“The current ability of a new buyer to finance a mortgage at prevailing mortgage rates is extremely low,” said Harbour Asset Management in a recent article. “It currently requires 64 per cent of the median household disposable income to service a 30-year mortgage on a median house.”
For people in that situation, nearly two out of every three dollars they earn, after tax, goes to their mortgage. It wasn’t anything like that hard back in the 80s.
A few numbers: On a $300,000 30-year mortgage, with a one-year fixed rate a year ago of 4 per cent, monthly payments were a bit more than $1,400. Now, at 6.5 per cent, they are nearly $1,900. The homeowner needs to find $500 more a month.
On a $800,000 mortgage, monthly payments have risen from $3,800 to more than $5,000. The homeowner needs to find $1,200 more a month. And there may well be more rate rises.
I take my hat off to all the people who are coping with huge mortgage payment rises. And I feel for those who are struggling to cope.
QYour correspondent last week who is considering investing at 5.25 per cent for four years should be able to achieve 5.30 per cent with a simple (hopefully) phone call to their bank.
Two of the “big four” banks are offering 5.30 per cent. In my experience telling you bank that does the trick quite easily, if you say what you want rather than ask.
Certainly in the past you have advocated checking what is on offer. On larger amounts in particular even just 0.50 per cent can make quite a difference.
Your comments on the laddering make perfect sense. Laddering over five years can be a really good option too.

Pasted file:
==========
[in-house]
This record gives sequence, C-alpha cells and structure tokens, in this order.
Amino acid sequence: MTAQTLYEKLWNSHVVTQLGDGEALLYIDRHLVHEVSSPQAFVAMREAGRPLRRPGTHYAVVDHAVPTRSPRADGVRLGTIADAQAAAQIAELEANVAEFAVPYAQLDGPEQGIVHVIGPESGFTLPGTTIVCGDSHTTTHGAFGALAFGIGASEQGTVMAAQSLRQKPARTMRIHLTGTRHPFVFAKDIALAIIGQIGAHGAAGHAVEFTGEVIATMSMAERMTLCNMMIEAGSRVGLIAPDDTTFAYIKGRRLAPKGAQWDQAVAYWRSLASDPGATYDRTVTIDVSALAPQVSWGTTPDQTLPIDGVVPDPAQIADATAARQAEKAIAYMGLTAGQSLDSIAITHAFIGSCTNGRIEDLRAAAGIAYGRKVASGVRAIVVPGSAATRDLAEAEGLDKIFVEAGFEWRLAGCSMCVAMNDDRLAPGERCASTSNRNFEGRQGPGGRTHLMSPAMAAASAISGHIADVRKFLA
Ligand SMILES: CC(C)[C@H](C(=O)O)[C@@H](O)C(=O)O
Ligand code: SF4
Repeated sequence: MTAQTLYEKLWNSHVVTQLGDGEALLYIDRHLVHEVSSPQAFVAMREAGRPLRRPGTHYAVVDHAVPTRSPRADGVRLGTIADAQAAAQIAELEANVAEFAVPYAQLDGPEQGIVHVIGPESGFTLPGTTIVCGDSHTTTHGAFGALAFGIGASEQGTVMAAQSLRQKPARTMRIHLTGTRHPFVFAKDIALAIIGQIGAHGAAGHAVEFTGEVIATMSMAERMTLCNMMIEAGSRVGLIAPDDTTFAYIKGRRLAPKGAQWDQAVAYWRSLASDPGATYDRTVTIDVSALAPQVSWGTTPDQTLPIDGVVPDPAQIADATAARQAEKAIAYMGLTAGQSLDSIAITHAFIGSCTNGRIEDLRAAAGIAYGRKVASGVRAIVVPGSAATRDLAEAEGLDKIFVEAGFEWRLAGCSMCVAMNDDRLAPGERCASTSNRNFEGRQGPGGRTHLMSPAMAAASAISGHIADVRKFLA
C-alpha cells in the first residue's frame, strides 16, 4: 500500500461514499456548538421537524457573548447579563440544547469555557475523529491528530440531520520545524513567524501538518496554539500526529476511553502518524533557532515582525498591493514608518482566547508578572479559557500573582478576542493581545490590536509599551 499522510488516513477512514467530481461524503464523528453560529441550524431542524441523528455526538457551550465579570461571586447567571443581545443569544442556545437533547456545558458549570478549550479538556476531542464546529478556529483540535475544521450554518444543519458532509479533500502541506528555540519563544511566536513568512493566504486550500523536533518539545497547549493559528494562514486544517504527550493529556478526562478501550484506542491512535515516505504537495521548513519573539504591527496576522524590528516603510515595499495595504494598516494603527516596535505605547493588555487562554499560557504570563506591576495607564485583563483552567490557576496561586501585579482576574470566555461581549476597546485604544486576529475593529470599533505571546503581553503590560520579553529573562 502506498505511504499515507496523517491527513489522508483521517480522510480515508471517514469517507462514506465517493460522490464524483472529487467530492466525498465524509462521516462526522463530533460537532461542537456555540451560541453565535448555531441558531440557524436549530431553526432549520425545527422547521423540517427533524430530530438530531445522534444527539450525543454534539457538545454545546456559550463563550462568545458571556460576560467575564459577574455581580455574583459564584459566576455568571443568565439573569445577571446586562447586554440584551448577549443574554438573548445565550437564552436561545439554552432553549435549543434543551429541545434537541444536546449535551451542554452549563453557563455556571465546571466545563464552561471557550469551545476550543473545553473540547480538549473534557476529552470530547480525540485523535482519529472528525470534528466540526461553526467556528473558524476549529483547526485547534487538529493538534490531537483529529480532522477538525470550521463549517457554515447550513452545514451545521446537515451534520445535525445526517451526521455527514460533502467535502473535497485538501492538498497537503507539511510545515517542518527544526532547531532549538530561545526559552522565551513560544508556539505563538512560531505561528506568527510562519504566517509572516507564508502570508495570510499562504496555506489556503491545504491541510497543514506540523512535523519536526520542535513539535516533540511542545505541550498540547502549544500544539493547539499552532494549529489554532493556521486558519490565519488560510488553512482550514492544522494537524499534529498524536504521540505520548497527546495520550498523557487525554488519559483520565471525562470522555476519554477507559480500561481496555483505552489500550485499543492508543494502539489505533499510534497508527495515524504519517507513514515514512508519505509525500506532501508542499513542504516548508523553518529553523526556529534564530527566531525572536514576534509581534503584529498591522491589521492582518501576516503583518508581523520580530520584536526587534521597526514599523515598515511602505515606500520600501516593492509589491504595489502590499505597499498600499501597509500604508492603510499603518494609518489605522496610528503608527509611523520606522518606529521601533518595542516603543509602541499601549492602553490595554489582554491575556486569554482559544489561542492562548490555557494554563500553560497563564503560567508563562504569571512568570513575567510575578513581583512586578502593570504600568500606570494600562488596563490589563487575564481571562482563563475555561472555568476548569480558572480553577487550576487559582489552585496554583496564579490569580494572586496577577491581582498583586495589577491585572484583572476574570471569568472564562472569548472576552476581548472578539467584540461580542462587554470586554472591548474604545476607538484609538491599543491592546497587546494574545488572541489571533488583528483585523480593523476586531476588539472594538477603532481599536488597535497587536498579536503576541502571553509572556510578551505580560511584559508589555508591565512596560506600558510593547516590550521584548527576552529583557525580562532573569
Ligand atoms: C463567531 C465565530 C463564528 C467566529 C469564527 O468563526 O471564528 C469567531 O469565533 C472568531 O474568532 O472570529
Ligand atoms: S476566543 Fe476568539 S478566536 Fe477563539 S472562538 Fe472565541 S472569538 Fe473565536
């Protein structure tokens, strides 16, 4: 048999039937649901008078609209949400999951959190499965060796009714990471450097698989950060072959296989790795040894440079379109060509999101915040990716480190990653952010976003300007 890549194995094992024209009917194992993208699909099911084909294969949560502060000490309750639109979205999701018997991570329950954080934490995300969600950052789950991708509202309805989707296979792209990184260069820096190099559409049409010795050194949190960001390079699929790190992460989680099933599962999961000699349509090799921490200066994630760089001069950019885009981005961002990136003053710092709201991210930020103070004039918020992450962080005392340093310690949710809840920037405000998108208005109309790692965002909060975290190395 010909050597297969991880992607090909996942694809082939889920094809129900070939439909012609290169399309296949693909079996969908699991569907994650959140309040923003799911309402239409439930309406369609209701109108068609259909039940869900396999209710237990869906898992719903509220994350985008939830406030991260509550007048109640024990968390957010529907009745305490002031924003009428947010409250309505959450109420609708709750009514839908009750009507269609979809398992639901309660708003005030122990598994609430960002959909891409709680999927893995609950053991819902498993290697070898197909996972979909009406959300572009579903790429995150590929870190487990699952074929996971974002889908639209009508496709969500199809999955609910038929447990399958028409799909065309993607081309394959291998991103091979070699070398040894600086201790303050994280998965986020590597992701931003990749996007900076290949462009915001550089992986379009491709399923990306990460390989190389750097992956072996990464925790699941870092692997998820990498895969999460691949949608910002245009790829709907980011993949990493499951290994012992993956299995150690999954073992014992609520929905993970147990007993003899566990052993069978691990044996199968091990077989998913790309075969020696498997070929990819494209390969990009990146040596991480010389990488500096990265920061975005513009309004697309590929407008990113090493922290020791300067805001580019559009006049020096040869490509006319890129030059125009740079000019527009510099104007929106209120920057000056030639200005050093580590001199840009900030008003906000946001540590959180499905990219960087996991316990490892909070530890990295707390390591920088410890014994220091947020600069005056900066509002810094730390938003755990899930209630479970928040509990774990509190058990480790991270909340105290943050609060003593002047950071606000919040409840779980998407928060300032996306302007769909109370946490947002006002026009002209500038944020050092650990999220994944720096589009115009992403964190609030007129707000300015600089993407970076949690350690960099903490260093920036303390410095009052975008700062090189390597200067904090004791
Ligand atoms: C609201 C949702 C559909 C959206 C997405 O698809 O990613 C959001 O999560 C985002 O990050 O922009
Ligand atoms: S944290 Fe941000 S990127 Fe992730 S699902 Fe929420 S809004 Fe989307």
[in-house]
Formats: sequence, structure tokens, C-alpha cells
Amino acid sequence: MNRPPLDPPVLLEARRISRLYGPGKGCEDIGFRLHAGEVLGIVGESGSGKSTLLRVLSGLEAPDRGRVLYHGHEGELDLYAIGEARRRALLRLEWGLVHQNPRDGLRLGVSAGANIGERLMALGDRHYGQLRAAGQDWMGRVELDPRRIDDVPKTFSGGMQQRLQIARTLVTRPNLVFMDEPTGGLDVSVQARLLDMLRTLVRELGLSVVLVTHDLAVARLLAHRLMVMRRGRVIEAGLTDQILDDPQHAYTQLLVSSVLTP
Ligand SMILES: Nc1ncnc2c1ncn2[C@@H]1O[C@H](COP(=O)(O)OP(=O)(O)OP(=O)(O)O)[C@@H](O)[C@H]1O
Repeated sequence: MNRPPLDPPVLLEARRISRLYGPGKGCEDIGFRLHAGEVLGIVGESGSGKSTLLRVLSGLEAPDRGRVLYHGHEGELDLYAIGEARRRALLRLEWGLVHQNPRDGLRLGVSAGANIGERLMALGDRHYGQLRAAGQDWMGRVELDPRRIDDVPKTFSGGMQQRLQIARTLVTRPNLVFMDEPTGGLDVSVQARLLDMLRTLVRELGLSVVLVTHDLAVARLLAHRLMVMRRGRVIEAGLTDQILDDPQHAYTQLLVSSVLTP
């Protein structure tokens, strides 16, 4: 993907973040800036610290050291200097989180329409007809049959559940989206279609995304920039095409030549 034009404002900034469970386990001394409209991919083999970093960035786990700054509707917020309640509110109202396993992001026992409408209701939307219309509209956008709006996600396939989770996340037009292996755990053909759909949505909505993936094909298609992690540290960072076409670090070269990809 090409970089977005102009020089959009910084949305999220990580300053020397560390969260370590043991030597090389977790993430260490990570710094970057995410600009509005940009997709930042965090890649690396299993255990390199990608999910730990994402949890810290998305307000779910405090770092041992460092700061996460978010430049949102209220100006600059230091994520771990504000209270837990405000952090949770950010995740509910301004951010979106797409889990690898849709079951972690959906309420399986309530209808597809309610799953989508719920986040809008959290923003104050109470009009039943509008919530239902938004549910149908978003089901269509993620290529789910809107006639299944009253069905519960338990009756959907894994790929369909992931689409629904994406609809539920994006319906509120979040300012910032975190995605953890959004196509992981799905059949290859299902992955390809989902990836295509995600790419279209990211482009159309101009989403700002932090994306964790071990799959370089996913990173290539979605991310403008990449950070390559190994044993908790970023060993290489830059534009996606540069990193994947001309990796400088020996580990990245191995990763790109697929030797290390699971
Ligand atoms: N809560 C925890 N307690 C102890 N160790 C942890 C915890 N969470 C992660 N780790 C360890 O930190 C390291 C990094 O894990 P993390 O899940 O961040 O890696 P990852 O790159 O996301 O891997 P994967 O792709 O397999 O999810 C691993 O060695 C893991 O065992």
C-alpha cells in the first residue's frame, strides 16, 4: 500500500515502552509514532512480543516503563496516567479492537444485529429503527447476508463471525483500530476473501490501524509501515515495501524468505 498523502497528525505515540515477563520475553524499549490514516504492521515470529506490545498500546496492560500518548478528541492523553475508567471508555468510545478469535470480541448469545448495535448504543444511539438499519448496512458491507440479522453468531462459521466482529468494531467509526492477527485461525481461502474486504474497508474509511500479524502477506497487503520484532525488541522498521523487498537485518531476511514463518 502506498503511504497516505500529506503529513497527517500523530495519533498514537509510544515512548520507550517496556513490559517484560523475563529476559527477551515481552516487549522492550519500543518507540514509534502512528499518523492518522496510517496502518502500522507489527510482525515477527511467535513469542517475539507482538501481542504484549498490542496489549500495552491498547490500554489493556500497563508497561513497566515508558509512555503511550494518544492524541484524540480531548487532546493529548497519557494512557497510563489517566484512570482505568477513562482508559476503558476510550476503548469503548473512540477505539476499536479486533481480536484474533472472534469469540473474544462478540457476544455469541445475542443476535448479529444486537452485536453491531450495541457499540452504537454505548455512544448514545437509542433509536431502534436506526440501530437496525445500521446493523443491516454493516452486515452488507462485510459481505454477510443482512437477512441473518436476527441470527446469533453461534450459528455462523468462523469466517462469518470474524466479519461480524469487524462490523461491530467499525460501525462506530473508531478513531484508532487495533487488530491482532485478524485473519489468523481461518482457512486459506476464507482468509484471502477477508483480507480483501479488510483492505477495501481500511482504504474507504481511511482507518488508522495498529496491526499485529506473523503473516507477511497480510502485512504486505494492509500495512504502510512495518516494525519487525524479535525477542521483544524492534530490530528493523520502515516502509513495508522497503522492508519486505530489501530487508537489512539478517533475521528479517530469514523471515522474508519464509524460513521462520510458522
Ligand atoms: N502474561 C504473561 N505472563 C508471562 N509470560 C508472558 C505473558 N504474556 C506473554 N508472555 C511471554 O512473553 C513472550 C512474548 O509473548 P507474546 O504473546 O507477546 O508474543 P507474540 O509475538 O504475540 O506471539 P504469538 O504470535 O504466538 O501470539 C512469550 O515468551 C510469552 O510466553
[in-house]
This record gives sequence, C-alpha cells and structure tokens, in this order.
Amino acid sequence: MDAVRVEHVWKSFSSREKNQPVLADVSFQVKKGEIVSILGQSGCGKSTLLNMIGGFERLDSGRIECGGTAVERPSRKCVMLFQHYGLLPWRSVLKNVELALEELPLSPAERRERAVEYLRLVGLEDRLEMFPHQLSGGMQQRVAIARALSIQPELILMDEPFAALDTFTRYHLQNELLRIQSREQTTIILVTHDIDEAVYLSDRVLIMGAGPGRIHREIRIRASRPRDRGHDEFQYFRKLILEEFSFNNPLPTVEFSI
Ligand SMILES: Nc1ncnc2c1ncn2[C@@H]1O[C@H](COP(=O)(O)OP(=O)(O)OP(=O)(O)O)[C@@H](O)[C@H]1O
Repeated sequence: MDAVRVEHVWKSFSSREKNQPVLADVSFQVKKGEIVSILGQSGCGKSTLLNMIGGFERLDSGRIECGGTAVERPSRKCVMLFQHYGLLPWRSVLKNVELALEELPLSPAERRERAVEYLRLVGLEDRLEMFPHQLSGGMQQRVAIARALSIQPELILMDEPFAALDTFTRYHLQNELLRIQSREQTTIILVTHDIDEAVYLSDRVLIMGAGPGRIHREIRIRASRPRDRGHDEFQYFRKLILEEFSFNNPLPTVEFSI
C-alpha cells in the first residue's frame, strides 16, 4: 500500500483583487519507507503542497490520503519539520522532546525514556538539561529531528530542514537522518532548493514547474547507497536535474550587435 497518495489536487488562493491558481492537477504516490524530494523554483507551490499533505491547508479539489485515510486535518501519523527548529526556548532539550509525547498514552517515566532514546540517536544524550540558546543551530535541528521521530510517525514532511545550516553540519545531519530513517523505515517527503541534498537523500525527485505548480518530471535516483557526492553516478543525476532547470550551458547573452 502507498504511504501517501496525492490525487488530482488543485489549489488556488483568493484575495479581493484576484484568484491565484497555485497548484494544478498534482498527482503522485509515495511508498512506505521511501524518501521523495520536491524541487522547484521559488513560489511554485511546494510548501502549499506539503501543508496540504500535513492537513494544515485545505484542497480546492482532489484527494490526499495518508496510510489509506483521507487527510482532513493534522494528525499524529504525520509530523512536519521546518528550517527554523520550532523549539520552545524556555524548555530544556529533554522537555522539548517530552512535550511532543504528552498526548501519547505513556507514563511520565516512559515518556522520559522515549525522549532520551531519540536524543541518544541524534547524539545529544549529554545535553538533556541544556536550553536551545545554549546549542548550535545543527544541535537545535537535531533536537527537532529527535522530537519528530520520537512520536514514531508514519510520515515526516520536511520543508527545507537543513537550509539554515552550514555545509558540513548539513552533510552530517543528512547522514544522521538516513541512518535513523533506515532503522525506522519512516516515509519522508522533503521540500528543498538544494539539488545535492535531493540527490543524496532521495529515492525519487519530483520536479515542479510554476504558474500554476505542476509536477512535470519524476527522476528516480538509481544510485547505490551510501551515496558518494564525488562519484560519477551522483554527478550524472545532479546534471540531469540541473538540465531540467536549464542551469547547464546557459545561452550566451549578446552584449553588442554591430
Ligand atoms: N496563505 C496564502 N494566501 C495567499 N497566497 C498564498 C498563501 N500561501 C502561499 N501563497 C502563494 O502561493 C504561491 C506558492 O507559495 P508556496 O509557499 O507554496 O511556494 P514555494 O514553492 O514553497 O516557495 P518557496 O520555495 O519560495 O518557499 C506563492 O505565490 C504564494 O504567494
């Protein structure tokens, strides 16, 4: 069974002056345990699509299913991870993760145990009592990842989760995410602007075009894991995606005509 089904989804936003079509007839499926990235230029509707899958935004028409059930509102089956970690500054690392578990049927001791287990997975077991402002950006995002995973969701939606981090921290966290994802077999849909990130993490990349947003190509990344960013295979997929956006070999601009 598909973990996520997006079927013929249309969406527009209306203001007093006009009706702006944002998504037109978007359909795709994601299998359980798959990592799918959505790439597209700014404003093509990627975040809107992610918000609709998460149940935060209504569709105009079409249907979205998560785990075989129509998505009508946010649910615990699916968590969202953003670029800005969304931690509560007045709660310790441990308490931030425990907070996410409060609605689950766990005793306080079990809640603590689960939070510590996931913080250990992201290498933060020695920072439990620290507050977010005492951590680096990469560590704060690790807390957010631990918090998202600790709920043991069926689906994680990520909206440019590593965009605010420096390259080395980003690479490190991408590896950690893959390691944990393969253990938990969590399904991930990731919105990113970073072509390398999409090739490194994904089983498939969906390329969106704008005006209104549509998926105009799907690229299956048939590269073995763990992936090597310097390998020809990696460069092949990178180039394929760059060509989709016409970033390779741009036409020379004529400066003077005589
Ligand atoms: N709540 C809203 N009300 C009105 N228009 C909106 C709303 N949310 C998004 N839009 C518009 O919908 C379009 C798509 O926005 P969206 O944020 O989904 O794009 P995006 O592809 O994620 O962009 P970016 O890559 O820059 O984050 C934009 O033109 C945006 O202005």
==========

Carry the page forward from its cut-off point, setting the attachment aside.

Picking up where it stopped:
AIt’s always a good idea to check other banks’ interest rates and, armed with that info, tell your bank you want more. Interest.co.nz lists the rates the different banks offer.
On laddering, yes, doing it over five years — or ten years or three months — is fine. It depends how often you want access to some of your money, and how long you want to tie it up for.
With short-term money, for example, you could invest one third for a month, one third for two months and the rest for three months. And then, as each term deposit matures, reinvest it for three months.
QA lot of the questions in your column about term deposit laddering have focused on lump sums. How do you go about laddering if you are saving a bit each month?
For example, I am fairly new to the workforce, and do not have a lump sum which I am willing to lock away just yet. I have previously focused on building up an emergency fund, and am now looking to put a portion of future savings in term deposits. I can save enough for a term deposit with Heartland Bank ($1,000 minimum term deposit) every six weeks.